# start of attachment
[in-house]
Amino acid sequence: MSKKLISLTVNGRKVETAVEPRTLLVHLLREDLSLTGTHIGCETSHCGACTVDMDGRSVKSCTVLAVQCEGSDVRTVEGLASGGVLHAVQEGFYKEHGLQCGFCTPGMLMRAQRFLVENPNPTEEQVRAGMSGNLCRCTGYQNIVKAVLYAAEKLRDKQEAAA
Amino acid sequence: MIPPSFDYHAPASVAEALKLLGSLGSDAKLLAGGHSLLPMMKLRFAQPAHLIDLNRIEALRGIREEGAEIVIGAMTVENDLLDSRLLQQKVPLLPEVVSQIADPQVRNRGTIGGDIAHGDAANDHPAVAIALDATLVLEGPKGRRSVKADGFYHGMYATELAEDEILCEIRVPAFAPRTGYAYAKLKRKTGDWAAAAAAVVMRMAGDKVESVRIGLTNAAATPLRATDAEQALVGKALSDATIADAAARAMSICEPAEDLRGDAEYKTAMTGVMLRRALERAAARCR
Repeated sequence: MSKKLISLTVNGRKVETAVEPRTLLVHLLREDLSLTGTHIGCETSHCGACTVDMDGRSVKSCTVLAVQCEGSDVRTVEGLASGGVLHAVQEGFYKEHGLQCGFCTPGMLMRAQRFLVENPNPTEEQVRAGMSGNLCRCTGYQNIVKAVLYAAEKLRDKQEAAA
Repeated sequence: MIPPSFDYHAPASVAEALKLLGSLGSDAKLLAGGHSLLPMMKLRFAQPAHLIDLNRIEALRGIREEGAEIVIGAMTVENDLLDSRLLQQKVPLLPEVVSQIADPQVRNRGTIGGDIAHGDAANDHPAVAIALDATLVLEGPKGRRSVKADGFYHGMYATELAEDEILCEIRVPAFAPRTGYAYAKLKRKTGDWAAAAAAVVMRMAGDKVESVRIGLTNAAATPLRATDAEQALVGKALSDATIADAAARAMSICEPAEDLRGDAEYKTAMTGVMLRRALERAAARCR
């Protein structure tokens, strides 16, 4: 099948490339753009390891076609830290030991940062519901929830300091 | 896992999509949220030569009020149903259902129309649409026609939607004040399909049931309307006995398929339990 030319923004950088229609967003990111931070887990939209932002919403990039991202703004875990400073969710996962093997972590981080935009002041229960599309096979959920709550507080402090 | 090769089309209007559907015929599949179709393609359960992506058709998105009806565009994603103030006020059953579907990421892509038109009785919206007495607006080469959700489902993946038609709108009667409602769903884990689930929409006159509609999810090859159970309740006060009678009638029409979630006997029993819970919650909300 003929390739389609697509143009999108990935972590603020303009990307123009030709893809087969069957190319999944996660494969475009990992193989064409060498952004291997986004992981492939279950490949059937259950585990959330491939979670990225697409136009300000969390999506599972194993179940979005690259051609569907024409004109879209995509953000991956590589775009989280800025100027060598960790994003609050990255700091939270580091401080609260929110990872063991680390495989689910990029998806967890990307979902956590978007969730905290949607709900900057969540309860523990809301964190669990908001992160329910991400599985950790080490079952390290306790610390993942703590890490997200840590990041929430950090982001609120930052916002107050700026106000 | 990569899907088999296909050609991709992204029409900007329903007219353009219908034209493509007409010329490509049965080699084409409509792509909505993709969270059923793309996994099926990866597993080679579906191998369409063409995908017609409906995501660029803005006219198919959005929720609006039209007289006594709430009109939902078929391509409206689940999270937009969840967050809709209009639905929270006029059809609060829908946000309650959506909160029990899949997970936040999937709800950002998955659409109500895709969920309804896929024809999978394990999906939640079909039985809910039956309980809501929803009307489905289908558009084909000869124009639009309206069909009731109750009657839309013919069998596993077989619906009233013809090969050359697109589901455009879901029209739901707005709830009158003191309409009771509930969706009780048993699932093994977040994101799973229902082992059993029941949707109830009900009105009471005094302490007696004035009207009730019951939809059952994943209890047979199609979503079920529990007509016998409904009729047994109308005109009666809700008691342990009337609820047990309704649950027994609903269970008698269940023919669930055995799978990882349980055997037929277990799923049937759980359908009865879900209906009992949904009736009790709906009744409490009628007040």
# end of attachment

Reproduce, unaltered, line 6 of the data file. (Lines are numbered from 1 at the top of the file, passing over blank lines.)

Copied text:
């Protein structure tokens, strides 16, 4: 099948490339753009390891076609830290030991940062519901929830300091 | 896992999509949220030569009020149903259902129309649409026609939607004040399909049931309307006995398929339990 030319923004950088229609967003990111931070887990939209932002919403990039991202703004875990400073969710996962093997972590981080935009002041229960599309096979959920709550507080402090 | 090769089309209007559907015929599949179709393609359960992506058709998105009806565009994603103030006020059953579907990421892509038109009785919206007495607006080469959700489902993946038609709108009667409602769903884990689930929409006159509609999810090859159970309740006060009678009638029409979630006997029993819970919650909300 003929390739389609697509143009999108990935972590603020303009990307123009030709893809087969069957190319999944996660494969475009990992193989064409060498952004291997986004992981492939279950490949059937259950585990959330491939979670990225697409136009300000969390999506599972194993179940979005690259051609569907024409004109879209995509953000991956590589775009989280800025100027060598960790994003609050990255700091939270580091401080609260929110990872063991680390495989689910990029998806967890990307979902956590978007969730905290949607709900900057969540309860523990809301964190669990908001992160329910991400599985950790080490079952390290306790610390993942703590890490997200840590990041929430950090982001609120930052916002107050700026106000 | 990569899907088999296909050609991709992204029409900007329903007219353009219908034209493509007409010329490509049965080699084409409509792509909505993709969270059923793309996994099926990866597993080679579906191998369409063409995908017609409906995501660029803005006219198919959005929720609006039209007289006594709430009109939902078929391509409206689940999270937009969840967050809709209009639905929270006029059809609060829908946000309650959506909160029990899949997970936040999937709800950002998955659409109500895709969920309804896929024809999978394990999906939640079909039985809910039956309980809501929803009307489905289908558009084909000869124009639009309206069909009731109750009657839309013919069998596993077989619906009233013809090969050359697109589901455009879901029209739901707005709830009158003191309409009771509930969706009780048993699932093994977040994101799973229902082992059993029941949707109830009900009105009471005094302490007696004035009207009730019951939809059952994943209890047979199609979503079920529990007509016998409904009729047994109308005109009666809700008691342990009337609820047990309704649950027994609903269970008698269940023919669930055995799978990882349980055997037929277990799923049937759980359908009865879900209906009992949904009736009790709906009744409490009628007040």